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Willpower is the muscle flex needed to keep swimming.

Willpower: A Muscle To Flex, Or Spoons To Conserve?

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Willpower: A Muscle To Flex, Or Spoons To Conserve?

We have previously written about motivation; this one’s not about that.

Rather, it’s about willpower itself, and especially, the maintenance of such. Which prompts the question…

Is willpower something that can be built up through practice, or something that is a finite resource that can be expended?

That depends on you—and your experiences.

  • Some people believe willpower is a metaphorical “muscle” that must be exercised to be built up
  • Some people believe willpower is a matter of metaphorical “spoons” that can be used up

A quick note on spoon theory: this traces its roots to Christine Miserandino’s 2003 essay about chronic illness and the management of limited energy. She details how she explained this to a friend in a practical fashion, she gave her a bunch of spoons from her kitchen, as an arbitrary unit of energy currency. These spoons would then need to be used to “pay” for tasks done; soon her friend realised that if she wanted to make it through the day, she was going to have to give more forethought to how she would “spend” her spoons, or she’d run out and be helpless (and perhaps hungry and far from home) before the day’s end. So, the kind of forethought and planning that a lot of people with chronic illnesses have to give to every day’s activities.

You can read it here: But You Don’t Look Sick? The Spoon Theory

So, why do some people believe one way, and some believe the other? It comes down to our experiences of our own willpower being built or expended. Researchers (Dr. Vanda Siber et al.) studied this, and concluded:

❝The studies support the idea that what people believe about willpower depends, at least in part, on recent experiences with tasks as being energizing or draining.❞

Source: Autonomous Goal Striving Promotes a Nonlimited Theory About Willpower

In other words, there’s a difference between going out running each morning while healthy, and doing so with (for example) lupus.

On a practical level, this translates to practicable advice:

  • If something requires willpower but is energizing, this is the muscle kind! Build it.
  • If something requires willpower and is draining, this is the spoons kind! Conserve it.

Read the above two bullet-points as many times as necessary to cement them into your hippocampus, because they are the most important message of today’s newsletter.

Do you tend towards the “nonlimited” belief, despite getting tired? If so, here’s why…

There is something that can continue to empower us even when we get physically fatigued, and that’s the extent to which we truly get a choice about what we’re doing. In other words, that “Autonomous” at the front of the title of the previous study, isn’t just word salad.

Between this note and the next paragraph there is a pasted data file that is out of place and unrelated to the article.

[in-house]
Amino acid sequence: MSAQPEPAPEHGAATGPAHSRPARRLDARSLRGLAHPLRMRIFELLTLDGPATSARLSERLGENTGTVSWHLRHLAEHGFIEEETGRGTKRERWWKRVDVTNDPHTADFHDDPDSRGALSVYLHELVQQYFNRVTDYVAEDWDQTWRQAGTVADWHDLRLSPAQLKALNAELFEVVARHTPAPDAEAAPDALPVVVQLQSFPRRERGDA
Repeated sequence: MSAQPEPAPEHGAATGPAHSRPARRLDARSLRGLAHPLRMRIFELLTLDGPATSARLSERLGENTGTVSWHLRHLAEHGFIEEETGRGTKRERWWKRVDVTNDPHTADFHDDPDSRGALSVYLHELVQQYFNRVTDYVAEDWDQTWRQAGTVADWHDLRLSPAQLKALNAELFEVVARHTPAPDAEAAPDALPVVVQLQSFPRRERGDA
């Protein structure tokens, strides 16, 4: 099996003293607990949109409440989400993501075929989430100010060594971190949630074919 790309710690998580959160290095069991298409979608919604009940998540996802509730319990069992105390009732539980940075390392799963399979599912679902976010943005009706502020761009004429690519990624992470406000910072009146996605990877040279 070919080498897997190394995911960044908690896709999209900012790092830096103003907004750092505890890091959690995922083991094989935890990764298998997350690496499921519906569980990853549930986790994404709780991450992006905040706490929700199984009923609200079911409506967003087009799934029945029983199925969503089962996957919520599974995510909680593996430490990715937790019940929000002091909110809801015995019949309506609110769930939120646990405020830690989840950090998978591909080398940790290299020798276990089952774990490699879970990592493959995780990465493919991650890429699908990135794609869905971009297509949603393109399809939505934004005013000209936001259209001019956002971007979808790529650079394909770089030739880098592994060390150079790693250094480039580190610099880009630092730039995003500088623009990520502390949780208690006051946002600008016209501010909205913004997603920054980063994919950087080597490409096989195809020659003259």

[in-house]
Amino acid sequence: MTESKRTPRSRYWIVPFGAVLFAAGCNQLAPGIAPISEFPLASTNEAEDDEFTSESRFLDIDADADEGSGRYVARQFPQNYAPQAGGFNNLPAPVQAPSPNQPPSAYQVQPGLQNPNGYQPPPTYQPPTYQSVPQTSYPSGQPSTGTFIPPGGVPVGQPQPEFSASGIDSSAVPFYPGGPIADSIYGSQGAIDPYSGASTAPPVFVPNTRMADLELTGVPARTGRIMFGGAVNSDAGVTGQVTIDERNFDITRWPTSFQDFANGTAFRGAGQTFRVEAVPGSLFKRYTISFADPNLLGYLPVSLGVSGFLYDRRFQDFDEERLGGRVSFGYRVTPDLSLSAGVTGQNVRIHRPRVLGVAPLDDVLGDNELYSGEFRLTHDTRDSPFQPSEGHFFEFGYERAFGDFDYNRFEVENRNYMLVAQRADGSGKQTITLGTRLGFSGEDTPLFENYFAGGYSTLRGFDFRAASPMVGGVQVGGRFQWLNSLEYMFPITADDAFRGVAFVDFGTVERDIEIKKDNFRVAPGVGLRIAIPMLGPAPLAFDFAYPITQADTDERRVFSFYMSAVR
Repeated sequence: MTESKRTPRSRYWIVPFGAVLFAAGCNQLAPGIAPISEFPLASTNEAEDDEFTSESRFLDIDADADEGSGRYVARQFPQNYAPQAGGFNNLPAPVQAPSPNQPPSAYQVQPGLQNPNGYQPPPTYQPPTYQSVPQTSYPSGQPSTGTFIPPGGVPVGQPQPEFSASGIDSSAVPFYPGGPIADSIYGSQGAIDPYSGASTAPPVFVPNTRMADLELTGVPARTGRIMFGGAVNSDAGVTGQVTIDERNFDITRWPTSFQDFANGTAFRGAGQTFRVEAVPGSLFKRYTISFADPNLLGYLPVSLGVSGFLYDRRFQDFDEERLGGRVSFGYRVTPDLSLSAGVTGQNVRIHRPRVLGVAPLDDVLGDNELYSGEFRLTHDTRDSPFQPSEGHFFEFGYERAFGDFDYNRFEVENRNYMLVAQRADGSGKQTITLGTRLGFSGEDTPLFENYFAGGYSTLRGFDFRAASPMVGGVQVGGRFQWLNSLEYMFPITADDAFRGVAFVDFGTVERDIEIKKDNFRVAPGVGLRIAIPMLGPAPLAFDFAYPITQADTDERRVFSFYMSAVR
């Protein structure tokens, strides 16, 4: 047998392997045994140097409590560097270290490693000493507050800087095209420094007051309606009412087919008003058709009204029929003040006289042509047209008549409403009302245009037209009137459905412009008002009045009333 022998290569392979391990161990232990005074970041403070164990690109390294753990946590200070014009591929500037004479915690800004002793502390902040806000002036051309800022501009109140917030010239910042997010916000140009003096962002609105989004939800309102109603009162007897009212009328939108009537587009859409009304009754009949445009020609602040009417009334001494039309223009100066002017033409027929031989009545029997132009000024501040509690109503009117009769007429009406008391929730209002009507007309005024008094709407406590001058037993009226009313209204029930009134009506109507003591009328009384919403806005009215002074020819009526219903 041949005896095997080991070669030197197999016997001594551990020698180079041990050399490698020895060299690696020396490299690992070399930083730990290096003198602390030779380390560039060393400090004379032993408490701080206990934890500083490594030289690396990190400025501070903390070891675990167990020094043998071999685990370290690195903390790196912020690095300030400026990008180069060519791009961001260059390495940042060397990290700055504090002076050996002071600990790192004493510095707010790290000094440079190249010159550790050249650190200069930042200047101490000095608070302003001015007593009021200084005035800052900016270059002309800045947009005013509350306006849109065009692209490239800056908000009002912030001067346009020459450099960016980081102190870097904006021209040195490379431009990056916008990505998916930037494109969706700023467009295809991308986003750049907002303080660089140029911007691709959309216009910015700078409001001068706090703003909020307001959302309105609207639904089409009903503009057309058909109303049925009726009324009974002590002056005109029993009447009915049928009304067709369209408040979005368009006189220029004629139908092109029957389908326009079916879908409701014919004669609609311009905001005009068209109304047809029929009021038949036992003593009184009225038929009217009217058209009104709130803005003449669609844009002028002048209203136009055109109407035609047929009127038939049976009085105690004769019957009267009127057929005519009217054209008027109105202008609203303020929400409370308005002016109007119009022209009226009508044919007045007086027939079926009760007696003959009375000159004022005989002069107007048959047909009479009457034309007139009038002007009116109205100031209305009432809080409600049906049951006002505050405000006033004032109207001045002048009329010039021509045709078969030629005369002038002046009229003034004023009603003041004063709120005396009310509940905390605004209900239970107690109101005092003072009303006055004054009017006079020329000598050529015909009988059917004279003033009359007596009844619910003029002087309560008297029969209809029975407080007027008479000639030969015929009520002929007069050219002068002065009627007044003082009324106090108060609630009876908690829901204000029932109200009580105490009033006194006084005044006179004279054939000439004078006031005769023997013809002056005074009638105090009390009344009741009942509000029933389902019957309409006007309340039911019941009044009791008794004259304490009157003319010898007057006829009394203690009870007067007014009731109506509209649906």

• If we perceive ourselves as choosing to do what we are doing, with free will and autonomy (i.e., no externally created punitive consequences), we will feel much more empowered, and that goes for our willpower too.
  • If we perceive ourselves as doing what we have to (or suffer the consequences), we’ll probably do it, but we’ll find it draining, and that goes for our willpower too.

Until such a time as age-related physical and mental decline truly take us, we as humans tend to gradually accumulate autonomy in our lives. We start as literal babies, then are children with all important decisions made for us, then adolescents building our own identity and ways of doing things, then young adults launching ourselves into the world of adulthood (with mixed results), to a usually more settled middle-age that still has a lot of external stressors and responsibilities, to old age, where we’ve often most things in order, and just ourselves and perhaps our partner to consider.


Age differences in implicit theories about willpower: why older people endorse a nonlimited theory

…which explains why the 30-year-old middle-manager might break down and burn out and stop going to work, while an octogenarian is busy training for a marathon daily before getting back to their daily book-writing session, without fail.

One final thing…

If you need a willpower boost, have a snack*. If you need to willpower boost to avoid snacking, then plan for this in advance by finding a way to keep your blood sugars stable. Because…

The physiology of willpower: linking blood glucose to self-control

*Something that will keep your blood sugars stable, not spike them. Nuts are a great example, unless you’re allergic to such, because they have a nice balance of carbohydrates, protein, and healthy fats.

Want more on that? Read: 10 Ways To Balance Blood Sugars

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